Chancellor Predicts Millennium Scholarship Will Survive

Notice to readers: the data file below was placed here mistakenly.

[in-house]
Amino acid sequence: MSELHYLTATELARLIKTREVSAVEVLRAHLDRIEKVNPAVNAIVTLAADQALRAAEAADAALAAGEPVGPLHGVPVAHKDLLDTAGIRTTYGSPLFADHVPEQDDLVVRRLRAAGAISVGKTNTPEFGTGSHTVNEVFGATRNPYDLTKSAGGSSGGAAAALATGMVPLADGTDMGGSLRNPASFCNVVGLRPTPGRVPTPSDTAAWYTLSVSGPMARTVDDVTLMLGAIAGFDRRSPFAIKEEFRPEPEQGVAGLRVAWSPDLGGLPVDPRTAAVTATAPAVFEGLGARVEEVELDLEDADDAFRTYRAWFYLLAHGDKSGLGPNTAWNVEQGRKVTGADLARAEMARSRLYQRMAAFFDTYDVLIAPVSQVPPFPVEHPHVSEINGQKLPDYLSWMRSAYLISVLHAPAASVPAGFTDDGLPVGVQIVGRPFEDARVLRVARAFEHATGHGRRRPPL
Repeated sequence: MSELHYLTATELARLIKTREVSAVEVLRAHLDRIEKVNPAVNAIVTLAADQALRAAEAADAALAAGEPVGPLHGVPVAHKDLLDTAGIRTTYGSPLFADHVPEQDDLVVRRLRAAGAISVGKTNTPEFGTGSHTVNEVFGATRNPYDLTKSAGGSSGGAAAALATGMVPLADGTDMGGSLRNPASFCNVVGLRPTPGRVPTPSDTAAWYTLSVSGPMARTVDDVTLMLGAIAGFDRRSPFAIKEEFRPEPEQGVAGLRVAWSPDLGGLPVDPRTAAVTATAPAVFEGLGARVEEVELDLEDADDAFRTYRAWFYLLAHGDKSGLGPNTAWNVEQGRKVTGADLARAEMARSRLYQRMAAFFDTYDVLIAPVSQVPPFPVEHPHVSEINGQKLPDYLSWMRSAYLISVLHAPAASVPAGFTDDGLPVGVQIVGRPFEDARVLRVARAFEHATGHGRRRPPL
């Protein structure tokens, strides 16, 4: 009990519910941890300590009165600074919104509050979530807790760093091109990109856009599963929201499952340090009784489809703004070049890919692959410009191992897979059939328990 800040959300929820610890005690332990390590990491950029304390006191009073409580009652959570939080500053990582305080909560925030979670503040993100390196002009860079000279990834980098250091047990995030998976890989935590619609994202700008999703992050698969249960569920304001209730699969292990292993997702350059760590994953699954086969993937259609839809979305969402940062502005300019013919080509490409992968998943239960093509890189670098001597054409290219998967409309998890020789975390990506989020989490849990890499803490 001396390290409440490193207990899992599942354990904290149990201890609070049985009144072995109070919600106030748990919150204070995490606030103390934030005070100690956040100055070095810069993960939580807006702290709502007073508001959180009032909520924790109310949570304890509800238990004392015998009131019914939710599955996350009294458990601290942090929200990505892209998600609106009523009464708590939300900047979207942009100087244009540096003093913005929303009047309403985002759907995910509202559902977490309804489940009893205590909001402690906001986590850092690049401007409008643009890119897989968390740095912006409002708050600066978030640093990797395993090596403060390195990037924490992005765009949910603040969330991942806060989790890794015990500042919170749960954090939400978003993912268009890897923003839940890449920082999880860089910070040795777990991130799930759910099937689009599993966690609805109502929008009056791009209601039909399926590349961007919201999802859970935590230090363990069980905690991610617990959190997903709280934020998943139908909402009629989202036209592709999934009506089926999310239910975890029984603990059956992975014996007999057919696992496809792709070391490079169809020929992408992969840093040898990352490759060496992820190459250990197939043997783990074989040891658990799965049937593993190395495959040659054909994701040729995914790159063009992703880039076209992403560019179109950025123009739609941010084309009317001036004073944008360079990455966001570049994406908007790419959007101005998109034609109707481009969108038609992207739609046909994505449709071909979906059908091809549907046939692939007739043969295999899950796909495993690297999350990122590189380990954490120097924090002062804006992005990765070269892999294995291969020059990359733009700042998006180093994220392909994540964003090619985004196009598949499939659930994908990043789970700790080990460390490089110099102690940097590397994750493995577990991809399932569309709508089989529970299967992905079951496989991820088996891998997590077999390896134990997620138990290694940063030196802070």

To help balance the state budget in recent legislative sessions, Nevada lawmakers have diverted money out of the Millennium Scholarship fund. That's the fund that provides college money to Nevada students who do well in high school. Some have predicted the fund will be sucked dry in the legislative session that starts in a few weeks, but our Brandon Rittiman got a different prediction from Nevada Chancellor Dan Klaich. In an interview for KUNR's "Beyond the Headlines," Klaich made this prediction: Klaich: "I don't think the Millennium Scholarship's going anywhere. It's been too successful. It's too high profile, and I think the memory of Kenny Guinn is too fresh on everyone's mind to see that sink this session, so I don't think it's going to happen." That's a bold statement given the fact that some Democrats trying to limit cuts have admitted they don't think they can keep the program off the chopping block. In fact, lawmakers had to give the Millennium Scholarship an emergency infusion of cash between sessions to keep it alive through next June. That $4 million dollars came from the state's college savings program. But Klaich says he hopes lawmakers will see keeping the scholarship as a no-brainer, saying it keeps Nevada students in the state to provide a better educated workforce for future industry here. As he mentioned, the scholarship was championed by the late Governor Kenny Guinn. At its peak, more than 6,000 students took advantage of the money. That number dropped to less than 5,000. A lack of funds forced stricter requirements to qualify and less of a payout for students. In the interest of full disclosure: The Nevada System of Higher Education holds the broadcast license for this radio station.